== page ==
Opinion / Chen Weihua

Military-to-military exchanges key to better Sino-US trust

By Chen Weihua (China Daily) Updated: 2016-07-08 07:36

Military-to-military exchanges key to better Sino-US trust

Chinese Peoples Liberation Army Naval sailor aboard the Hengshui hoists the Chinese Flag after arriving at the Joint Base Pearl Harbor Hickam to participate in the multi-national military exercise RIMPAC in Honolulu, Hawaii, June 29, 2016. [Photo/Agencies]

A fleet of the People's Liberation Army Navy is participating in the ongoing Rim of the Pacific Exercise even as much of the media attention remains focused on the South China Sea. In the US Congress some voices were raised not to invite China to this year's Rimpac because of the tensions in the South China Sea, but that argument was rejected by most. Among those who have rejected the argument is Admiral Scott Swift, commander of the US Pacific Fleet, who made his stand clear while speaking at the opening press conference of Rimpac 2016 at Pearl Harbor on Tuesday.

And at a talk held by the National Committee on US-China Relations earlier this year, four former US defense secretaries, Harold Brown, William Perry, William Cohen and Chuck Hagel endorsed more military-to-military exchanges between China and the US.

For long, Sino-US military-to-military relationship has been a weak aspect of overall bilateral ties. But that started to change after top Chinese and US leaders pledged to promote exchange and cooperation between their militaries. Despite some unresolved issues, many have called the military-to-military ties a bright spot in the overall bilateral relationship.

A PLA Navy fleet took part in the Rimpac for the first time in 2014. This year, China has sent five ships, three helicopters, a marine and diving squad each, and 1,200 officers and soldiers to the biennial military drill. The crew size is smaller than that of only the US and Canada, reflecting China's determination to cooperate with other countries to ensure maritime peace.

After covering the opening part of Rimpac 2016 at Pearl Harbor the past week, I more strongly believe that such drills will help China and the US, and indeed the 26 participating navies, better understand each other and help reduce the possibility of conflict.

Over the past years, the Chinese and US militaries have also exchanged high-level visits, including those of defense chiefs, and the PLA Navy has made quite a few port calls to the US, including to Florida last November. During the PLA Navy's first port call to the US' East Coast, the engagement between Chinese and US navy officers, as I witnessed in Jacksonville, Florida, was more than friendly. Also, Chinese and US navy chiefs have set up regular videoconferencing calls, and US Chief of Naval Operations John Richardson and PLA Navy Commander-in-Chief Wu Shengli have talked three times in the past year.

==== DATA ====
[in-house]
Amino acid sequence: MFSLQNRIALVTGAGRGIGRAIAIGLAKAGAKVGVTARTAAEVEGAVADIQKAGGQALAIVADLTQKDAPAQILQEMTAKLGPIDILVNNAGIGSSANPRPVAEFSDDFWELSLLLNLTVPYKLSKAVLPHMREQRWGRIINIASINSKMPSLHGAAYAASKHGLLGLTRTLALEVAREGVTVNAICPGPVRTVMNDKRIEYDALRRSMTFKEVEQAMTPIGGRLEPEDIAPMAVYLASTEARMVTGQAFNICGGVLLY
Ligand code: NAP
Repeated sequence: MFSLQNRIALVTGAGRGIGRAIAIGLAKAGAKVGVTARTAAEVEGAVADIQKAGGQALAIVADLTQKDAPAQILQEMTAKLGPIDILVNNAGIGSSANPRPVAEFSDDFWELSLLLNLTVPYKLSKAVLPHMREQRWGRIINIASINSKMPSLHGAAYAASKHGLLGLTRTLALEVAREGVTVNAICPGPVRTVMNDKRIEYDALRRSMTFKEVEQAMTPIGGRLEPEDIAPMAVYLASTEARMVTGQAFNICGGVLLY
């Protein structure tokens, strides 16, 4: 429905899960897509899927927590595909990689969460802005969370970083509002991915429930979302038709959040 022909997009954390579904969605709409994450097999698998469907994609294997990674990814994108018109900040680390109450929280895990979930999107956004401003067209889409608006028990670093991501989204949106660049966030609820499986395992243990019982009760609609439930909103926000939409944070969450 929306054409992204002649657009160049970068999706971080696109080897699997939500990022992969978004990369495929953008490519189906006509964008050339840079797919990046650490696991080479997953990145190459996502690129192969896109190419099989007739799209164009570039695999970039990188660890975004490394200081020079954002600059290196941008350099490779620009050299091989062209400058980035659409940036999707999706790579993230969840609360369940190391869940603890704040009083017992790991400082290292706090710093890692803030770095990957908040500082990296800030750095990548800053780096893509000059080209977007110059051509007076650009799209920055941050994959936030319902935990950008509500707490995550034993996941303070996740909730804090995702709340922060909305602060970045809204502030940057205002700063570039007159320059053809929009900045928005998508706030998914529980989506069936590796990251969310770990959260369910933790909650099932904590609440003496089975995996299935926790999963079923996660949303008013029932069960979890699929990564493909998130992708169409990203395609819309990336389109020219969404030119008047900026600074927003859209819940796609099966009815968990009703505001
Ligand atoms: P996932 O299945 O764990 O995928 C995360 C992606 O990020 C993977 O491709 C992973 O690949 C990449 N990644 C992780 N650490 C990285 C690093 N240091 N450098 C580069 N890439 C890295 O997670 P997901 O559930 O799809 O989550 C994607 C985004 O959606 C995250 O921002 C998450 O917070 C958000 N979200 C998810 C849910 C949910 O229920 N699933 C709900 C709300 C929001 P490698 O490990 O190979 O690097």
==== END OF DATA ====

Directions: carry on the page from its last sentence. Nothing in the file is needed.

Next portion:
At the China-US Strategic and Economic Dialogue in Beijing in June, both sides reaffirmed their commitment to actively implement the two memorandums of understanding on "Confidence Building Measures", namely the notification of major military activities and rules of behavior for safety of air and maritime encounters. The two sides have also agreed to take measures to reduce risks and deepen practical cooperation to boost mutual trust.

When senior military leaders as well as lower-level officers get to know each other better and build personal relationships, they are less likely to give orders to shoot at each other in the sea or air. Unfortunately, US laws still impose strict restrictions on broader and deeper military-to-military exchanges and cooperation with China.

Lyle Goldstein, an associate professor at the US Naval War College, asked me why his school doesn't have a single student from the Chinese mainland, although, in his view, it should have had five to 10 of them, especially because every other country seems to have a student or two. It is true that China and the US will continue to disagree on certain issues. It is also true that tension in some regions, including the South China Sea, may continue for some time. But it is only through more bilateral exchanges, not less, that the two countries and militaries will be able to manage their differences more effectively.

The author is deputy editor of China Daily USA. chenweihua@chinadailyusa.com

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